7. ^ Lightowlers, Robert N.; Chinnery, Patrick F.; Turnbull, Douglass M.; Howell, Neil (1997). "Mammalian mitochondrial genetics: heredity, heteroplasmy and disease". Trends in Genetics. 13 (11): 450–455. doi:10.1016/S0168-9525(97)01266-3.
  8. ^ Douglass Turnbull's publications indexed by the Scopus bibliographic database. (subscription required)
  9. ^ Turnbull, Douglass M.; Andrews, Richard M.; Kubacka, Iwona; Chinnery, Patrick F.; Lightowlers, Robert N.; Howell, Neil (1999). "Reanalysis and revision of the Cambridge reference sequence for human mitochondrial DNA". Nature Genetics. 23 (2): 147. doi:10.1038/13779. PMID 10508508.
  10. ^ Bender, Andreas; Krishnan, Kim J; Morris, Christopher M; Taylor, Geoffrey A; Reeve, Amy K; Perry, Robert H; Jaros, Evelyn; Hersheson, Joshua S; Betts, Joanne; Klopstock, Thomas; Taylor, Robert W; Turnbull, Douglass M (2006). "High levels of mitochondrial DNA deletions in substantia nigra neurons in aging and Parkinson disease". Nature Genetics. 38 (5): 515–517. doi:10.1038/ng1769. PMID 16604074.
  11. ^ Taylor, Robert W.; Turnbull, Doug M. (2005). "Mitochondrial DNA mutations in human disease". Nature Reviews Genetics. 6 (5): 389–402. doi:10.1038/nrg1606. PMC 1762815. PMID 15861210.
  12. ^ Herrnstadt, Corinna; Elson, Joanna L.; Fahy, Eoin; Preston, Gwen; Turnbull, Douglass M.; Anderson, Christen; Ghosh, Soumitra S.; Olefsky, Jerrold M.; Beal, M. Flint; Davis, Robert E.; Howell, Neil (2002). "Reduced-Median-Network Analysis of Complete Mitochondrial DNA Coding-Region Sequences for the Major African, Asian, and European Haplogroups". The American Journal of Human Genetics. 70 (5): 1152–1171. doi:10.1086/339933. PMC 447592. PMID 11938495.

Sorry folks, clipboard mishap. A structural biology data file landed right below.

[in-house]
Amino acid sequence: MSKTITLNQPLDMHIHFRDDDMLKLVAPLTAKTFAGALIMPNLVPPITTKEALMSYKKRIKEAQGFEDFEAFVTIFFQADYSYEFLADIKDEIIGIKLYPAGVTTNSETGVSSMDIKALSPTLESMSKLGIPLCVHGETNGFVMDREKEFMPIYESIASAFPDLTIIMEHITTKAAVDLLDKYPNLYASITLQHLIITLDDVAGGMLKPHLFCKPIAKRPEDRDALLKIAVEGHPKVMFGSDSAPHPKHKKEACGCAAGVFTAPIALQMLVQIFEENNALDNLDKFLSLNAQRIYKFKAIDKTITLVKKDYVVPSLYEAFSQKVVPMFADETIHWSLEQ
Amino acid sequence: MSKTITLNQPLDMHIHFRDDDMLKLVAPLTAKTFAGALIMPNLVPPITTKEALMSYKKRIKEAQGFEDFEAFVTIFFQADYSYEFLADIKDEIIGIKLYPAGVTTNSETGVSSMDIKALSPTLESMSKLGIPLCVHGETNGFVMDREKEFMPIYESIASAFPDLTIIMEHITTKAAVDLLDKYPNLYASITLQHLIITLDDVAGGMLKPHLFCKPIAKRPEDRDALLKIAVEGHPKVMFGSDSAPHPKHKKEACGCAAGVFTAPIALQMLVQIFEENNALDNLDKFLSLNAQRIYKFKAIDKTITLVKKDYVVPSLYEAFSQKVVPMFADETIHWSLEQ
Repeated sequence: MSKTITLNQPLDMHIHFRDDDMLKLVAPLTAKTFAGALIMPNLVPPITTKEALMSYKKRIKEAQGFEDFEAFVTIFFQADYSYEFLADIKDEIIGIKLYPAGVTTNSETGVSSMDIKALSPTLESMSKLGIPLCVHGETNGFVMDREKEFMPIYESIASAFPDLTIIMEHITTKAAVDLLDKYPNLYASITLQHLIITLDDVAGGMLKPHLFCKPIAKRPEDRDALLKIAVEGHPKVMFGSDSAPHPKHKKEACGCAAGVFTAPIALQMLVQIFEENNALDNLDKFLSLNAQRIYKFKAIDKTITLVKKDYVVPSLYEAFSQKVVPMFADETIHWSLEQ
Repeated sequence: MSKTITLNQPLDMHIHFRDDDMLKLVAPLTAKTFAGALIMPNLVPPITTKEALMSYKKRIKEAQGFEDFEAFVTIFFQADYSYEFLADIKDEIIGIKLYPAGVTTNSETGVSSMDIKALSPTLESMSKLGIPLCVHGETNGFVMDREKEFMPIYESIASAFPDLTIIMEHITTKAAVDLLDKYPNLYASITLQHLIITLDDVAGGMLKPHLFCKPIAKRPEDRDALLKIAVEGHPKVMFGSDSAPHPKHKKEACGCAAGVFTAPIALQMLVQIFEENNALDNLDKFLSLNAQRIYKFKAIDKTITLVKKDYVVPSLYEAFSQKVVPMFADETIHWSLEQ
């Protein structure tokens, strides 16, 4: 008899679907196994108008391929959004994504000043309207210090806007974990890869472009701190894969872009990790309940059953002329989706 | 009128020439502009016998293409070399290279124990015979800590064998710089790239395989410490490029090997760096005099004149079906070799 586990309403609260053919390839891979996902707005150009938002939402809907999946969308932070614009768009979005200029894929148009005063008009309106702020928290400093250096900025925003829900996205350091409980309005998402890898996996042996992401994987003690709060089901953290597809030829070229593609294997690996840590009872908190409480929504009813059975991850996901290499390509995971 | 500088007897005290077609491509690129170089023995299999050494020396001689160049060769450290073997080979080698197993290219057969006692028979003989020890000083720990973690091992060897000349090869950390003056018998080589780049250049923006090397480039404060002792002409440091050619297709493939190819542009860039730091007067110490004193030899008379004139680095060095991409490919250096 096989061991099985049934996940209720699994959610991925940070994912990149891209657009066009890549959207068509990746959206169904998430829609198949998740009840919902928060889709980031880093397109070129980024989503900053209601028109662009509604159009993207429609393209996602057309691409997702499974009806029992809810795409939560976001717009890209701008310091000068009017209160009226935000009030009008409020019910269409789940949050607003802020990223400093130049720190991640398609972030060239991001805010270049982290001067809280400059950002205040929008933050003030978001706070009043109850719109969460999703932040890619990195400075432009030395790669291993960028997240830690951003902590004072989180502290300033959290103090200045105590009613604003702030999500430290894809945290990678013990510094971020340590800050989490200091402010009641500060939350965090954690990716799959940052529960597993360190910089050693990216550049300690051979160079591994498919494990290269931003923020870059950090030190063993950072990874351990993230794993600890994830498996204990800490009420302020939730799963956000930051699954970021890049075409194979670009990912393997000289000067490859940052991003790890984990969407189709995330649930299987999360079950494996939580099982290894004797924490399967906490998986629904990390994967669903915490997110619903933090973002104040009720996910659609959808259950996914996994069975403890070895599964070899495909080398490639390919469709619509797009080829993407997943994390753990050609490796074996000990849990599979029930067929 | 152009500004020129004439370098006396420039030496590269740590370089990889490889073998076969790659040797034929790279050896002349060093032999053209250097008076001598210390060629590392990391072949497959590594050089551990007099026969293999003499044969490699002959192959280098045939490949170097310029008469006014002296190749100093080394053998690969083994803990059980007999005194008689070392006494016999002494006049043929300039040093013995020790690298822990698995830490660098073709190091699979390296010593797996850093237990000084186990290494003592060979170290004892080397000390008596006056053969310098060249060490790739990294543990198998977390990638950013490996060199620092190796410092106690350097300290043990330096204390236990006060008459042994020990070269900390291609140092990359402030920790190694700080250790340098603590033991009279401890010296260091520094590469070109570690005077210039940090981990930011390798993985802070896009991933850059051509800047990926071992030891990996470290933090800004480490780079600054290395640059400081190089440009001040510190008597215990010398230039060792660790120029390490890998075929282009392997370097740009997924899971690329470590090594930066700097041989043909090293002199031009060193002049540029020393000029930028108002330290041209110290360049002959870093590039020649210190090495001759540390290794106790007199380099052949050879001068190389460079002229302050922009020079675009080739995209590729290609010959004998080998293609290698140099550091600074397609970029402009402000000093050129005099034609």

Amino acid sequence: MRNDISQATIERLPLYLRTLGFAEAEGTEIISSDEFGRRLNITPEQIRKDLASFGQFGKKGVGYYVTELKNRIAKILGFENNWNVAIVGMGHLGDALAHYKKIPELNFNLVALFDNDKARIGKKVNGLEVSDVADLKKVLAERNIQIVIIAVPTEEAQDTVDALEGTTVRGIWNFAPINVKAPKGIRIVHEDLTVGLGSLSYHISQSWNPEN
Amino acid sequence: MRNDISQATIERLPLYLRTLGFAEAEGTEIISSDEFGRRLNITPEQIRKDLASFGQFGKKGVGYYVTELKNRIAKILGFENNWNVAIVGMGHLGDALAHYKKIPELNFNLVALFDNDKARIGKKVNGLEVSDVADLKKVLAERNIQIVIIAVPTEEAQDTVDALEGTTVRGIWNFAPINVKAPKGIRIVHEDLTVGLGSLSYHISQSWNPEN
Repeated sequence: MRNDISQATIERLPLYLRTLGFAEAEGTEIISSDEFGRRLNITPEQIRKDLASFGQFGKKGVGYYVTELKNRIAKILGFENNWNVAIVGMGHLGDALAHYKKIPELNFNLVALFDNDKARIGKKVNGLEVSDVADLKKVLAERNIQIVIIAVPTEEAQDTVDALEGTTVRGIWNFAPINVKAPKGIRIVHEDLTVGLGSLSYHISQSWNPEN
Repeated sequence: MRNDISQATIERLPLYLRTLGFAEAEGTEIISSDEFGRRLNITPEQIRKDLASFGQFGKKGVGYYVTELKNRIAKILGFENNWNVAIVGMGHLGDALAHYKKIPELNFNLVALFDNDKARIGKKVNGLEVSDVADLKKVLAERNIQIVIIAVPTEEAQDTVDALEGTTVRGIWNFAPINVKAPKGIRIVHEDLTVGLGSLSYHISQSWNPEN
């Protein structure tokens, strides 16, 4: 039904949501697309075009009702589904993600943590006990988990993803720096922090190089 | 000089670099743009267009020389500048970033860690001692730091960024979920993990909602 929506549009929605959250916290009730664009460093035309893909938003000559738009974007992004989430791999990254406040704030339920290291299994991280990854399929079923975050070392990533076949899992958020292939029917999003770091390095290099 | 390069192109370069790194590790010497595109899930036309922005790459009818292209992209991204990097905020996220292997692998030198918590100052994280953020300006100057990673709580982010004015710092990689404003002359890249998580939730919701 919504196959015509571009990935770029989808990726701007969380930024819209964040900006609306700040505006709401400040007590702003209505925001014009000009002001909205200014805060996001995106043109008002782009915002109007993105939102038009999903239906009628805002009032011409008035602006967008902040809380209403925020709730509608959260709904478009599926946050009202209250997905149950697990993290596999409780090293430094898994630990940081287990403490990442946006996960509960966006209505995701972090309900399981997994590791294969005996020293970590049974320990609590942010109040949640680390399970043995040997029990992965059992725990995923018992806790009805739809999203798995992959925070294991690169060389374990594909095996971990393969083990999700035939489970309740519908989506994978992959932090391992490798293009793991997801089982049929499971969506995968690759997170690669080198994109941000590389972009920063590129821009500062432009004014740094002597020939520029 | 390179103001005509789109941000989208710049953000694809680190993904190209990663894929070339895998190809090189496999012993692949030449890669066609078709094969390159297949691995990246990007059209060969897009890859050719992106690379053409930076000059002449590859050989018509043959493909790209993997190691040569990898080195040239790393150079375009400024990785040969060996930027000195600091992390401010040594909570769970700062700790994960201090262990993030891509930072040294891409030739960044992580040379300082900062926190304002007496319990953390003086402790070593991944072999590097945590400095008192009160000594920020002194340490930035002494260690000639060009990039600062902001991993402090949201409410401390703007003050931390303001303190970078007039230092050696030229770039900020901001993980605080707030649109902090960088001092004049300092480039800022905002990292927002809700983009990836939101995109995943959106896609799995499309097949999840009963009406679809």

13. ^ Taylor, Robert W.; Barron, Martin J.; Borthwick, Gillian M.; Gospel, Amy; Chinnery, Patrick F.; Samuels, David C.; Taylor, Geoffrey A.; Plusa, Stefan M.; Needham, Stephanie J.; Greaves, Laura C.; Kirkwood, Thomas B.L.; Turnbull, Douglass M. (2003). "Mitochondrial DNA mutations in human colonic crypt stem cells". Journal of Clinical Investigation. 112 (9): 1351–1360. doi:10.1172/JCI19435. PMC 228466. PMID 14597761.  
  14. ^ "UK Government grants awarded to Doug Turnbull". rcuk.ac.uk. Swindon: Research Councils UK. Archived from the original on 2016-06-16.
  15. ^ "Professor Doug Turnbull FMedSci". acmedsci.ac.uk. London: Academy of Medical Sciences. Archived from the original on 2016-06-16.
  16. ^ "No. 61608". The London Gazette (Supplement). 2016-06-11. p. B2.
  17. ^ Anon (2016). "Birthday honours: Mitochondrial disease doctor recognised". bbc.co.uk. London: BBC News.
  18. ^ Mark Henderson (2015). "Three-person embryos: how the mitochondrial donation battle was won. Prof Doug Turnbull successfully communicated difficult and controversial research with scientific accuracy, but in simple terms". guardian.com. London: The Guardian. Archived from the original on 2016-02-05.
  19. ^ James Gallagher (2015). "Three-person babies - not three-parent babies". bbc.co.uk. London: BBC News. Archived from the original on 2016-03-02.